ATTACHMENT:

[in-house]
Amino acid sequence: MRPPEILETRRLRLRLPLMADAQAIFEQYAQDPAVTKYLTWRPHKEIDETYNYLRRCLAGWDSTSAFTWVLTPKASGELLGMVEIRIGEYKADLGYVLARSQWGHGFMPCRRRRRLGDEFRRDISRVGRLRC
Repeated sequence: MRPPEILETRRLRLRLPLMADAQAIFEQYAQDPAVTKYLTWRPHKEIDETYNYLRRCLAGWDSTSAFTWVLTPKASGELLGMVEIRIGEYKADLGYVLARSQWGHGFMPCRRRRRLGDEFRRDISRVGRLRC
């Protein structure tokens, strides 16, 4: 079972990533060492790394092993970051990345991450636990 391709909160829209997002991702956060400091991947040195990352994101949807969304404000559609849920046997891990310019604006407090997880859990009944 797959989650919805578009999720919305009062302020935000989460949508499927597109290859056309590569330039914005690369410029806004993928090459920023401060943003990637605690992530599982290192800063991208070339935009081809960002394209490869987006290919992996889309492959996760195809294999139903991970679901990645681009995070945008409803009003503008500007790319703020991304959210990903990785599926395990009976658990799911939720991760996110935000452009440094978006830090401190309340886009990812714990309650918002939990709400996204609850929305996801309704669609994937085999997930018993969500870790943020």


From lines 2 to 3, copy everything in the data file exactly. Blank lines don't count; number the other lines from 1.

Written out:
Amino acid sequence: MRPPEILETRRLRLRLPLMADAQAIFEQYAQDPAVTKYLTWRPHKEIDETYNYLRRCLAGWDSTSAFTWVLTPKASGELLGMVEIRIGEYKADLGYVLARSQWGHGFMPCRRRRRLGDEFRRDISRVGRLRC
Repeated sequence: MRPPEILETRRLRLRLPLMADAQAIFEQYAQDPAVTKYLTWRPHKEIDETYNYLRRCLAGWDSTSAFTWVLTPKASGELLGMVEIRIGEYKADLGYVLARSQWGHGFMPCRRRRRLGDEFRRDISRVGRLRC